I got into my car and called my boss who had been curiously sick that day. Maybe a conspiracy, I thought. It felt like I had been fired. Maybe everything was NOT okay. My boss answered the phone and I blurted out, "I just lost my job, did you know about this?" He was speechless, there was just a silence.He stumbled in his response but claimed he knew nothing about it. I knew I would never find out the truth.

I know a Project Manager who was working at a client site about 900 miles from home as a billable consultant. He was eating lunch in the employee cafeteria when his manager back home called to say that job had been eliminated, effective immediately. Shocked, he simply walked over to his desk onsite, grabbed his laptop, and went straight to the hotel to check out and then drove straight to the airport to catch the first available flight home. The look on the client's face was priceless - it was a true 'WTF' moment when he walked out the door.

Then, there is a 58-yr. old man in charge of buying products for a huge supermarket chain and earning $125K a year. He received recognition for his work with the unemployed from the White House. That all ended last year when he arrived at work only to find he was laid off and asked to pack his belongings and leave. Since that day of horror, he has applied for 400 jobs and only has had 10 interviews. He lost his home and now lives with his family at his 88-year old mother's home. He lost his medical insurance and now has $171,000 bill for a week long stay in a hospital. He would be glad to even have a job paying $10 hr.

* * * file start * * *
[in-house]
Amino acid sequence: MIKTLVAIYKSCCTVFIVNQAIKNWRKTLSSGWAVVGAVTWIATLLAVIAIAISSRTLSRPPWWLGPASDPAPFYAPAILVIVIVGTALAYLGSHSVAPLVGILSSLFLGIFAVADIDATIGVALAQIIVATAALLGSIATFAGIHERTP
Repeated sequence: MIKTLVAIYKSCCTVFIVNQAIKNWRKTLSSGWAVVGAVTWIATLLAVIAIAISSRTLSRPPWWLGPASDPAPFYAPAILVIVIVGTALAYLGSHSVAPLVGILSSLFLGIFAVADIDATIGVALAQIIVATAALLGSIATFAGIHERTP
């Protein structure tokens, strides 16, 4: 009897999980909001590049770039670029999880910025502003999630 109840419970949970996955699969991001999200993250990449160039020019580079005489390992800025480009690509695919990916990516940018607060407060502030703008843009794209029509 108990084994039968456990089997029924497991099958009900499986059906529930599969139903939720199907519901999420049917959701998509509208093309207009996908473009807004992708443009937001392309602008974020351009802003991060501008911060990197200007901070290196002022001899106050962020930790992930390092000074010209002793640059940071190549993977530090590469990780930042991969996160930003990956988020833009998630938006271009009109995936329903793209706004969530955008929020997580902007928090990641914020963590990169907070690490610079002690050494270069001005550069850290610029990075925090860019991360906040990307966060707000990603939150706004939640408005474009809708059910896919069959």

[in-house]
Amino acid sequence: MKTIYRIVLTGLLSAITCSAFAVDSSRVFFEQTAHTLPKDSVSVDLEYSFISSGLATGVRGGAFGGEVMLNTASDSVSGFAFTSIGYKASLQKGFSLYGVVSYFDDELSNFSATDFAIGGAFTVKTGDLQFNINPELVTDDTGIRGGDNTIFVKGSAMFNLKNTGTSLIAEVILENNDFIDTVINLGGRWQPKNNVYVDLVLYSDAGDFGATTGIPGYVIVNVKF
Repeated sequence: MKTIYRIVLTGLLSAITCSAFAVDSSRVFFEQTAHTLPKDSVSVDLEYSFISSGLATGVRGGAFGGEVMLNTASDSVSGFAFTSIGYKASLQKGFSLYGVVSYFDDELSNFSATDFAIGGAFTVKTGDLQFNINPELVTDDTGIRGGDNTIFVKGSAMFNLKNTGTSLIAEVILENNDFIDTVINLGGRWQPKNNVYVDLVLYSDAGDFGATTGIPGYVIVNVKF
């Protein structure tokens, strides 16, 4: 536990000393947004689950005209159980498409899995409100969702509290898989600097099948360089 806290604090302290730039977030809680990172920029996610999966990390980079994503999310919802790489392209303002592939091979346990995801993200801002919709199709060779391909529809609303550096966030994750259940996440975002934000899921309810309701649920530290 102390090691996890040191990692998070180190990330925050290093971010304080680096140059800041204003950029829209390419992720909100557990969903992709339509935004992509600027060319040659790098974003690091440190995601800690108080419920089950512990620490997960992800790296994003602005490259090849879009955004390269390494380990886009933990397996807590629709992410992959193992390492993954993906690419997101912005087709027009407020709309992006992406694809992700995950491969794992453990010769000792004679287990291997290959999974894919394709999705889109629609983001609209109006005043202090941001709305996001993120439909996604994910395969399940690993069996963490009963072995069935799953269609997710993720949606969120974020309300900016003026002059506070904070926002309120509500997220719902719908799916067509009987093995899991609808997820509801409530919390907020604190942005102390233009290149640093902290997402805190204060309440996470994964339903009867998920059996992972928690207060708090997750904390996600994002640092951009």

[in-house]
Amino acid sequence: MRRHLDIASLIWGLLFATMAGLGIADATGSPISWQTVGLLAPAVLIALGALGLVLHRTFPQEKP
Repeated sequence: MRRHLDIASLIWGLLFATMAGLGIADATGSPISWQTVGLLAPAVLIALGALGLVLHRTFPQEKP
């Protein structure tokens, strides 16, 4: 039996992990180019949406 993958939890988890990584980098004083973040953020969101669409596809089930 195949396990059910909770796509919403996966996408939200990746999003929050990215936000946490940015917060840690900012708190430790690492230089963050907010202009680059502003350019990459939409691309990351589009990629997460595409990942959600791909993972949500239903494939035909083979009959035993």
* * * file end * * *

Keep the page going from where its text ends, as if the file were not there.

What is your story? What are the details?

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    • swordsbane profile image

      William Grant 4 years ago from Wisconsin

      My story is simple. It was 2007 and the third round of firings had been going on in my company. I was asked to a meeting with my boss. It was a "personal meeting" When I saw the HR rep when I got there, I knew what was going on. I was being let go for "unsatisfactory job performance" Although I had been working there eight years and never been talked to about my job performance before, that was the reason they were going with. Although I will probably never know the "real" reason, about a month earlier, a marketing project was going out and they were giving out free iPod Nano's. One of the Nano's went missing and there was an investigation. They came down, interviewed all of us and that was the last I knew of the matter. Since I was in charged of shipping and receiving, they must have thought that since they never could prove who actually stole the Nano (although no one really knew if it was stolen or just misplaced) it was my responsibility and they had to blame someone.

      Unless you can come up with another explanation for why someone with no black marks on his record and no reason to doubt his job performance would be fired for not doing his job right. I'm all ears.

      Turned out, it was the best thing to happen to me. I even sent the HR department a thank-you card a couple years after. I'm sure they were all confused. It would have been nice to see the face of the person who opened the card. It just said: "Thanks for the career change endorsement" I hope it didn't sound sarcastic.